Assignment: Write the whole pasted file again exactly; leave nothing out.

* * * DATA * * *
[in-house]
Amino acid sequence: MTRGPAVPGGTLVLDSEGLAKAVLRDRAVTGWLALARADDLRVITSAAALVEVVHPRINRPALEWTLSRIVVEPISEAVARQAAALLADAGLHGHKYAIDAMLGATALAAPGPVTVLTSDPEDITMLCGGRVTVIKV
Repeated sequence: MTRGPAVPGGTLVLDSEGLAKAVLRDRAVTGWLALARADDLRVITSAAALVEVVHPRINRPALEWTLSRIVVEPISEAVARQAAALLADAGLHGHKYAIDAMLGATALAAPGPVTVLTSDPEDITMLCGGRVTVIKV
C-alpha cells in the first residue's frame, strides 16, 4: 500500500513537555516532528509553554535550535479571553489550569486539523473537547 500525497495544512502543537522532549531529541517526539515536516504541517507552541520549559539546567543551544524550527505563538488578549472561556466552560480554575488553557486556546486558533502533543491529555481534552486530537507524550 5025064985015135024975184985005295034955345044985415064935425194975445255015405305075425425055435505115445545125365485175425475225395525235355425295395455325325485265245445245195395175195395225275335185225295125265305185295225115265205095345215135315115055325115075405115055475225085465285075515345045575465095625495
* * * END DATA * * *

[in-house]
Amino acid sequence: MTRGPAVPGGTLVLDSEGLAKAVLRDRAVTGWLALARADDLRVITSAAALVEVVHPRINRPALEWTLSRIVVEPISEAVARQAAALLADAGLHGHKYAIDAMLGATALAAPGPVTVLTSDPEDITMLCGGRVTVIKV
Repeated sequence: MTRGPAVPGGTLVLDSEGLAKAVLRDRAVTGWLALARADDLRVITSAAALVEVVHPRINRPALEWTLSRIVVEPISEAVARQAAALLADAGLHGHKYAIDAMLGATALAAPGPVTVLTSDPEDITMLCGGRVTVIKV
C-alpha cells in the first residue's frame, strides 16, 4: 500500500513537555516532528509553554535550535479571553489550569486539523473537547 500525497495544512502543537522532549531529541517526539515536516504541517507552541520549559539546567543551544524550527505563538488578549472561556466552560480554575488553557486556546486558533502533543491529555481534552486530537507524550 5025064985015135024975184985005295034955345044985415064935425194975445255015405305075425425055435505115445545125365485175425475225395525235355425295395455325325485265245445245195395175195395225275335185225295125265305185295225115265205095345215135315115055325115075405115055475225085465285075515345045575465095625495